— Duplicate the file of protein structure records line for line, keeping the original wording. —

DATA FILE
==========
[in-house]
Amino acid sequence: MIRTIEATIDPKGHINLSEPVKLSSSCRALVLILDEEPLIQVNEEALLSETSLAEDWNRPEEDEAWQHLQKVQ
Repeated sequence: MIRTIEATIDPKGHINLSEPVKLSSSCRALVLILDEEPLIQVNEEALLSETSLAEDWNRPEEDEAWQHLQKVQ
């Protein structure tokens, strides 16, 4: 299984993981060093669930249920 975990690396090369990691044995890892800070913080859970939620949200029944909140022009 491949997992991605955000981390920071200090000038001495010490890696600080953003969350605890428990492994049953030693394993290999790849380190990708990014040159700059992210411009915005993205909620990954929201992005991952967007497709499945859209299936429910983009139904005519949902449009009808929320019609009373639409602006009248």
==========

[in-house]
Amino acid sequence: MIRTIEATIDPKGHINLSEPVKLSSSCRALVLILDEEPLIQVNEEALLSETSLAEDWNRPEEDEAWQHLQKVQ
Repeated sequence: MIRTIEATIDPKGHINLSEPVKLSSSCRALVLILDEEPLIQVNEEALLSETSLAEDWNRPEEDEAWQHLQKVQ
């Protein structure tokens, strides 16, 4: 299984993981060093669930249920 975990690396090369990691044995890892800070913080859970939620949200029944909140022009 491949997992991605955000981390920071200090000038001495010490890696600080953003969350605890428990492994049953030693394993290999790849380190990708990014040159700059992210411009915005993205909620990954929201992005991952967007497709499945859209299936429910983009139904005519949902449009009808929320019609009373639409602006009248």